In Survival Mode
Through course sharing, colleges can cheaply and quickly add the programs students want, attracting critical enrollment while paying other teaching institutions — the ones that provide the already-developed courses — a discounted price per course. A growing number of intermediaries that provide the technology needed to connect the partners often also get a fee.
“This is remaking the business model,” said Jeffrey Docking, the president of Adrian College, which has used course sharing to add majors, minors and certificate programs in 17 fields in just the last two years, including computer science, web design, cybersecurity and public health.
Like Mr. Smith, Mr. Boyd — who’s still at Adrian, where he’s now finishing his master’s degree in business administration — was conflicted about going to a small liberal arts college before that computer science minor was added. “The main attraction for me was the small class size, the small campus,” he said. “But a small campus often means a lack of options.”
Those kinds of perceptions have become an especially big problem for private colleges with low enrollments such as Adrian, 81 of which have closed in the last decade, according to the U.S. Department of Education. More are expected to fail as enrollment continues to languish and pandemic relief funding dries up.
“Hundreds of schools are going to go out of business if we don’t figure this out,” said Dr. Docking.
Small liberal arts colleges are in particular trouble, suffering from a decline in interest in the humanities. The number of degrees awarded in humanities disciplines has fallen 14 percent in the last 10 years, the American Academy of Arts & Sciences reports.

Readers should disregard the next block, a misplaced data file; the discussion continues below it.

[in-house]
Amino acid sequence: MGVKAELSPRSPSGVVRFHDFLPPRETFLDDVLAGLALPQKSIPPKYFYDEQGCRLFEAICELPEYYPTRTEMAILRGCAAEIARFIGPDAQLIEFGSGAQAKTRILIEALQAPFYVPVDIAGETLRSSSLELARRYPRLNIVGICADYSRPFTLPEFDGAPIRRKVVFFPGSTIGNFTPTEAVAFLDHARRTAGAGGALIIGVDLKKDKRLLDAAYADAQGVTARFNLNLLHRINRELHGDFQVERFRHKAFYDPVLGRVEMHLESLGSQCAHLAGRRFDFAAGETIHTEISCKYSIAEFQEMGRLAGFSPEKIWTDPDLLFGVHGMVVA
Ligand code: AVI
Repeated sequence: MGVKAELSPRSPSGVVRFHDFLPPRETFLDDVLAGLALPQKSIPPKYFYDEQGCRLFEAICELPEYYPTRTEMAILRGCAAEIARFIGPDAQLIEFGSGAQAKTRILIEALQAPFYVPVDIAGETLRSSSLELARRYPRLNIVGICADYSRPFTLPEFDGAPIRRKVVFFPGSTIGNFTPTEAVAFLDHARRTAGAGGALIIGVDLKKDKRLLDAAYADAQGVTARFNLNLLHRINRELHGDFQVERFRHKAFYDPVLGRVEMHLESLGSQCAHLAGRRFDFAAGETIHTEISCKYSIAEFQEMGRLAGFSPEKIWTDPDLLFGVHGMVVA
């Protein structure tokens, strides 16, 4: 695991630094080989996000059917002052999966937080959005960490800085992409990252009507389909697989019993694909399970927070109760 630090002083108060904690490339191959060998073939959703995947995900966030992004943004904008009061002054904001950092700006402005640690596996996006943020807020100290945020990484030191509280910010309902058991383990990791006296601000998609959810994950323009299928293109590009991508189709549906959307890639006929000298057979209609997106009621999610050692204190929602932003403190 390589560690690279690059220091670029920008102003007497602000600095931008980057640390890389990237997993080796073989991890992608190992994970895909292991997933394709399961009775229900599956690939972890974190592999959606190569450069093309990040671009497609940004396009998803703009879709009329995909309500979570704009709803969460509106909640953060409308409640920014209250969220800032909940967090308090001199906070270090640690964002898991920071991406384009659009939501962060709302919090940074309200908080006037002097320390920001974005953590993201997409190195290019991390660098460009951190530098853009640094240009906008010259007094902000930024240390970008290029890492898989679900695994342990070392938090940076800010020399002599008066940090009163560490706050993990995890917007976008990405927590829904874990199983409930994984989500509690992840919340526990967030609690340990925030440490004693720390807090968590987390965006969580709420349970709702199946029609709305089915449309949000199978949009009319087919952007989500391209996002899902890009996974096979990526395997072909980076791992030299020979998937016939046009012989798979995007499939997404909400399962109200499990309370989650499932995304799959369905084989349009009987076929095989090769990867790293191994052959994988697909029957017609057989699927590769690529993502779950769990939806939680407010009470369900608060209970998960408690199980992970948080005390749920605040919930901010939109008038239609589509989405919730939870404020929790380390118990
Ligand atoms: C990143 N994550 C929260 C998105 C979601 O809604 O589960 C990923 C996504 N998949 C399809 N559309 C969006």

Consumers today want to study subjects they see as leading straight to careers. Even before the pandemic, getting a good job was the most important reason students gave for going to college, a national survey of freshmen by the University of California, Los Angeles’s Higher Education Research Institute showed.
Yet half of new graduates said they’ve stopped short of applying for even entry-level jobs because they felt underqualified and unsure of their skills, according to another survey, by the publishing and technology company Cengage. And half of students who earned bachelor’s degrees in the arts and humanities said they would now choose a different field of study, yet another survey, by the Federal Reserve, found.
“There’s that reality out in the world — whether it’s social, whether it’s parental, whether it’s political — that goes, ‘Well, what good is a philosophy degree going to do for me?’ ” said Stephen Pruitt, the president of the Southern Regional Education Board, or SREB, and a former Kentucky state commissioner of education. “Course sharing gives people a chance to add those credentials that they can see more directly leading to a job.”
The Liberal Arts Conundrum
At least half of employers say graduates with liberal arts degrees do, in fact, learn “very important” job skills, a survey by the American Association of Colleges and Universities found.
But that message hasn’t gotten out, said Ashley Finley, the vice president of research at the association of largely liberal arts-oriented colleges. She is heading up a program that began in August called the Curriculum-to-Career Innovations Institute, designed to better connect what the colleges teach with what students need to get jobs. Fifty-four colleges and universities have signed up, the association says.
“You can’t fault parents and students for not seeing the one-to-one between the major and the job it’s going to lead to,” Dr. Finley said.
Adding more vocational training to traditional education appears to be a popular way of addressing this. Asked which candidate they’d hire for a job, people surveyed by Kaplan preferred an English major who also has a credential in cybersecurity over someone with only an English degree or only a cybersecurity degree.